If you do not qualify for the Duke academic software license, MindMeister also offers a free Basic account, limited to 3 mind maps. Pricing plans for non-educational users are also available. In addition, other mind mapping tools are available for users to test the capabilities, including Coggle (which syncs with your Google Account) and, which allows 1 free mind map without logging in.

The OIT software download page contains many other free and deeply-discounted programs and tools for the Duke community. Be sure to take advantage of the valuable deals to be found, including free access to LastPass Premium password management software and discounted Adobe Acrobat Pro DC. To learn more about these programs and receive information about support, visit

Friday, January 6, 2017

A History of the Holman Rule

As the new 115th Congress began its work this week, one of the first orders of business was to adopt procedural rules. House Resolution 5 (text at, Adopting Rules for the One Hundred Fifteenth Congress, garnered much attention for its original controversial plan to limit the powers of the independent Office of Congressional Ethics, approved during a closed vote. Following thousands of constituent phone calls (and Twitter criticism from President-Elect Donald Trump regarding congressional priorities), the move was abandoned less than 24 hours later.

However, a new controversy over the rules package took shape yesterday, when the media took note of another provision, the "Holman rule." Originally developed in 1876 but removed from the standing rules in 1983, the Holman Rule allows a member of Congress to propose appropriations amendments which reduce "the number and salary of the officers of the United States" or "the compensation of any person paid out of the Treasury of the United States." As noted in the Washington Post, this measure has raised concerns about the ability of Congress to target individual federal civil servants for punitive salary reduction, or federal programs for elimination.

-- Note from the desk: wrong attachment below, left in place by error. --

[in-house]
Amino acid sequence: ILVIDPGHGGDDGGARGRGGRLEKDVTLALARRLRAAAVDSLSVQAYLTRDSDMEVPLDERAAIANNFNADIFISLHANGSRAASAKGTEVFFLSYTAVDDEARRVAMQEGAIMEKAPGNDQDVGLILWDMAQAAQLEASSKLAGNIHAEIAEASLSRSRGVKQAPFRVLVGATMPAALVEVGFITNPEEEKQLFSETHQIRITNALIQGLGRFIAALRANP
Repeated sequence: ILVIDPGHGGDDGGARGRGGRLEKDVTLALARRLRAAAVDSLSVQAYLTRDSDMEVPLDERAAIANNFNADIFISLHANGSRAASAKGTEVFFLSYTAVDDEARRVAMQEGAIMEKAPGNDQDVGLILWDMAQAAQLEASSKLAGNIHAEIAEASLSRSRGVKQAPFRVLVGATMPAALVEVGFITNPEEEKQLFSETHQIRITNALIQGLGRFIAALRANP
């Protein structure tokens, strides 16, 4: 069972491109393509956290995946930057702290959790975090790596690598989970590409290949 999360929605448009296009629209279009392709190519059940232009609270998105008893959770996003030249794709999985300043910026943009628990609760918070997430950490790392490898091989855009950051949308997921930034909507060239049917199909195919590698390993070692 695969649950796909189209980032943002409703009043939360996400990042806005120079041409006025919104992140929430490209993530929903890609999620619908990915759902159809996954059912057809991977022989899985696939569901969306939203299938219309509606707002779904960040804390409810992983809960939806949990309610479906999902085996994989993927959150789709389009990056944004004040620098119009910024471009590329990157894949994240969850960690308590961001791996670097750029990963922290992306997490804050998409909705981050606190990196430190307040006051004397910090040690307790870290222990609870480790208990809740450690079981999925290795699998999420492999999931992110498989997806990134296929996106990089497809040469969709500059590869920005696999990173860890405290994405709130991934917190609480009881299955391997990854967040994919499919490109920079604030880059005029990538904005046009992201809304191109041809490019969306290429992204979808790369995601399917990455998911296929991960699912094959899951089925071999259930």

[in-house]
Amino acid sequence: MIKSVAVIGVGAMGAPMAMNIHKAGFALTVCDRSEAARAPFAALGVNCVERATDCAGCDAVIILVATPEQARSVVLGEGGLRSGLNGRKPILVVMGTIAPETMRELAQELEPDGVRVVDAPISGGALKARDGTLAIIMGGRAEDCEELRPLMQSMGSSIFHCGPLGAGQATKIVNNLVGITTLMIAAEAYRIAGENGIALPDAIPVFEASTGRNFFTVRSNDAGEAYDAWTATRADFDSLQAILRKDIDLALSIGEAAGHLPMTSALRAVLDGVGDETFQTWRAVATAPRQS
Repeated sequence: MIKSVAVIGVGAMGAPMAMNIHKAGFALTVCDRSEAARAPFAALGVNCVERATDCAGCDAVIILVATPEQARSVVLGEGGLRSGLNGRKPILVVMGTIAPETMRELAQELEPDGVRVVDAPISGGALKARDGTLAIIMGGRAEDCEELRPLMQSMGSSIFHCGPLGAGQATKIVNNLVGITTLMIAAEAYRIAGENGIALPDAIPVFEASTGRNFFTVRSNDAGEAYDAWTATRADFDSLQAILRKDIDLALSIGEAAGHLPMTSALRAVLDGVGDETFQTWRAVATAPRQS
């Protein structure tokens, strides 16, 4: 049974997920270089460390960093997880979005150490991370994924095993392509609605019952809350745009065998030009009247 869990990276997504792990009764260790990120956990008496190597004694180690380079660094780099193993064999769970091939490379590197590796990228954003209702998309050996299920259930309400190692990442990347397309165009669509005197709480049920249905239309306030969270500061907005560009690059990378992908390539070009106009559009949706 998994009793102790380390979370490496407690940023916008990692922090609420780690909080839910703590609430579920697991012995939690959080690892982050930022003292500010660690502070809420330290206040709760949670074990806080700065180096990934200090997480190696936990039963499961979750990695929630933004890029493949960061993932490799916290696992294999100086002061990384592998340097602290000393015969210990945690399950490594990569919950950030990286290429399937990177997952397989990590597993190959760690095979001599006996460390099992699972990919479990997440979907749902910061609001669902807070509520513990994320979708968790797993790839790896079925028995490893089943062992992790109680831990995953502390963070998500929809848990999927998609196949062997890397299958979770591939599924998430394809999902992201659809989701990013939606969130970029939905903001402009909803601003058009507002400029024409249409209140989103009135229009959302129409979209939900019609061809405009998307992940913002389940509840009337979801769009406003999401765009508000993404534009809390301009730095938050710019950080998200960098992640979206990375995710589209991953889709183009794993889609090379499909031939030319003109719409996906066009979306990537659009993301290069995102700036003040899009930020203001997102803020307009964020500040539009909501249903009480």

News reports frequently describe the Holman rule as "obscure," likely due to its removal from the standing rules more than three decades ago. So what is the history of this Holman rule? Answers can be found in some classic Congressional procedure treatises, such as Cannon's Precedents and Deschler's Precedents. Both are available through the subscription database HeinOnline's Congressional Documents library, as well as for free through the U.S. Government Publishing Office's 8 Deschler's Precedents § 4 contains a historical overview of the Holman Rule, covering its development in the late 1800s, to its limitation of scope by the 98th Congress in 1983. The congressional precedent texts can be browsed for free on GovInfo, or searched and browsed on FDsys. More details are provided in the 2010 publication A Concise History of the House of Representatives Committee on Appropriations.

For more information about congressional rules and procedures, try a subject search of the Duke Libraries Catalog for "United States. Congress. House -- Rules and practice" or "Parliamentary practice -- United States." You'll find titles like House Practice: A Guide to the Rules, Precedents, and Procedures of the House (2011) and Congressional Procedures and the Policy Process (10th ed. 2016). For help locating these or other titles on the topic, be sure to Ask a Librarian.